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Title: Ecology of the free-living stages of 'Haemonchus contortus' in a cool temperate environment
Contributor(s): O'Connor, Lauren Johanna (author); Kahn, Lewis  (supervisor)orcid ; Walkden-Brown, Steve  (supervisor)orcid 
Conferred Date: 2007
Copyright Date: 2007
Open Access: Yes
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Abstract: Current understanding of the ecology of 'Haemonchus contortus' is incomplete and seen as an impediment to effective control of the worm in summer rainfall regions, where outbreaks are common and can result in significant stock mortality. Although there has been a wealth of published research on the effects of temperature on free-living development of 'H. contortus', our level of understanding of how moisture in the micro- and macro-environments influences development to infective larvae on herbage is considerably lower. The current state of knowledge of the free-living ecology of 'H. contortus' is reviewed in Chapter 2, with a particular focus on research findings since the 1970s. Knowledge gaps are highlighted, and a proposal made for a framework on which future investigations of 'H. contortus' can be based in order to improve prediction of free-living development. The key hypotheses under investigation in the experimental studies concerned the quantitative effects of moisture on free-living development of 'H. contortus', and are summarised in Chapter 1 and in further detail in each of the experimental chapters (Chapter 4-6). Plot experiments were conducted in the Northern Tablelands of NSW, where 'H. contortus' is the most important parasite of sheep. Subsequent laboratory experiments, designed in order to extend and explain the findings of the plot experiments, were conducted in programmable incubators in which temperature was regulated to mimic conditions typical to the Northern Tablelands summer. All experiments focused on testing the effects of a range of rainfall and moisture-related variables on 'H. contortus' development from egg through to infective larvae.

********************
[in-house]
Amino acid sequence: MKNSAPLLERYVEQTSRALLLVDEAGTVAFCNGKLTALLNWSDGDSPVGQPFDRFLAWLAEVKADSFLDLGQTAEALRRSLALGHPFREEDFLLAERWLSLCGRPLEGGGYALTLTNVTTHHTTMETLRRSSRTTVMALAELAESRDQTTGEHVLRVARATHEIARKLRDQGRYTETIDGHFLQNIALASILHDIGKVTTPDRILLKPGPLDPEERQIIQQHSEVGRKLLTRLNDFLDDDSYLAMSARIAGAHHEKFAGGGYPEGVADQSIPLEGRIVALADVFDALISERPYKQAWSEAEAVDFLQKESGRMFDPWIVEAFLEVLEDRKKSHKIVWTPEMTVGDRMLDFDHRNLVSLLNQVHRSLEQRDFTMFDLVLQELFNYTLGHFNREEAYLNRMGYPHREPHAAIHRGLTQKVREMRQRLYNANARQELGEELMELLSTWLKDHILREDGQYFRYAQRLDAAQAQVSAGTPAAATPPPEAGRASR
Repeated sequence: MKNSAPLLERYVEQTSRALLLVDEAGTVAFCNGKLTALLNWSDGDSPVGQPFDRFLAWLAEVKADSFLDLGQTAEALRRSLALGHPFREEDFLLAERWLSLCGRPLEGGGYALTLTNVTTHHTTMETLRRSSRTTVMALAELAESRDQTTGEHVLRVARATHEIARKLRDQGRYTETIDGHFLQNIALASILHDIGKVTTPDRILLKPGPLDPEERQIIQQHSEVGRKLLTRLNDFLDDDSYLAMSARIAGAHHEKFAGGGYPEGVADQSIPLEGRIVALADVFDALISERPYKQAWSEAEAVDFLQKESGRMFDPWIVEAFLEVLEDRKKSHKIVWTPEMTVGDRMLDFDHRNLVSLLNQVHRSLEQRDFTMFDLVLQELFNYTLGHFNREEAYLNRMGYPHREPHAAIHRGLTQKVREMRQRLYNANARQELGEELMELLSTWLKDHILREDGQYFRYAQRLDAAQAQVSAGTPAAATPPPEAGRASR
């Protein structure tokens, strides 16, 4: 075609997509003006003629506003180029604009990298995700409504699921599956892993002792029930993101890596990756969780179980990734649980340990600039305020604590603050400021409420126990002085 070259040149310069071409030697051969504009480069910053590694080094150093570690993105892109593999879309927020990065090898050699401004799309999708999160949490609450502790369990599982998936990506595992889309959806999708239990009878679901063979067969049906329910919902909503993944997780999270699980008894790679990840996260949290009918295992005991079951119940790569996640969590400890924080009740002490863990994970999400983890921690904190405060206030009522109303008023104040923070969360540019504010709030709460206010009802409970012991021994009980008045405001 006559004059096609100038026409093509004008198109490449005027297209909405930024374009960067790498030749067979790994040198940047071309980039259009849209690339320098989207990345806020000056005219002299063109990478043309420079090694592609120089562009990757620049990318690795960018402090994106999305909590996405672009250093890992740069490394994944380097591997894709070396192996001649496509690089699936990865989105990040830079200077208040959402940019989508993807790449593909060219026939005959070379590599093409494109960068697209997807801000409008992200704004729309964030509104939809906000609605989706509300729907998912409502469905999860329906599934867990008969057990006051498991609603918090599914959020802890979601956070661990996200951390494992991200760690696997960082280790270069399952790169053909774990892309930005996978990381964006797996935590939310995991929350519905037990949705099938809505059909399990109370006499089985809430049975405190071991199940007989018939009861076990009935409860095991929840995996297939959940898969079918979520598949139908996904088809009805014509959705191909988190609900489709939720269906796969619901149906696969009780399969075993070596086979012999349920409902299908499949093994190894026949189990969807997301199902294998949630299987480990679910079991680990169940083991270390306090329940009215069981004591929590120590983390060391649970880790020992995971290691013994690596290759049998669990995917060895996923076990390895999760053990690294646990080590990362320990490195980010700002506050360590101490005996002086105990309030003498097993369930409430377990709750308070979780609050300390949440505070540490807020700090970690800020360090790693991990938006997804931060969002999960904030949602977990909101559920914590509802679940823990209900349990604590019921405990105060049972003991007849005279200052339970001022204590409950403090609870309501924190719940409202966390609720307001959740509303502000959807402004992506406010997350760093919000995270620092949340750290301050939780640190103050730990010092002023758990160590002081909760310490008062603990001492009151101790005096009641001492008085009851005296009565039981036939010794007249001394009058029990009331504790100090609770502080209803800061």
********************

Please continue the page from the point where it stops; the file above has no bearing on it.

Publication Type: Thesis Doctoral
Rights Statement: Copyright 2007 - Lauren Johanna O'Connor
HERDC Category Description: T2 Thesis - Doctorate by Research
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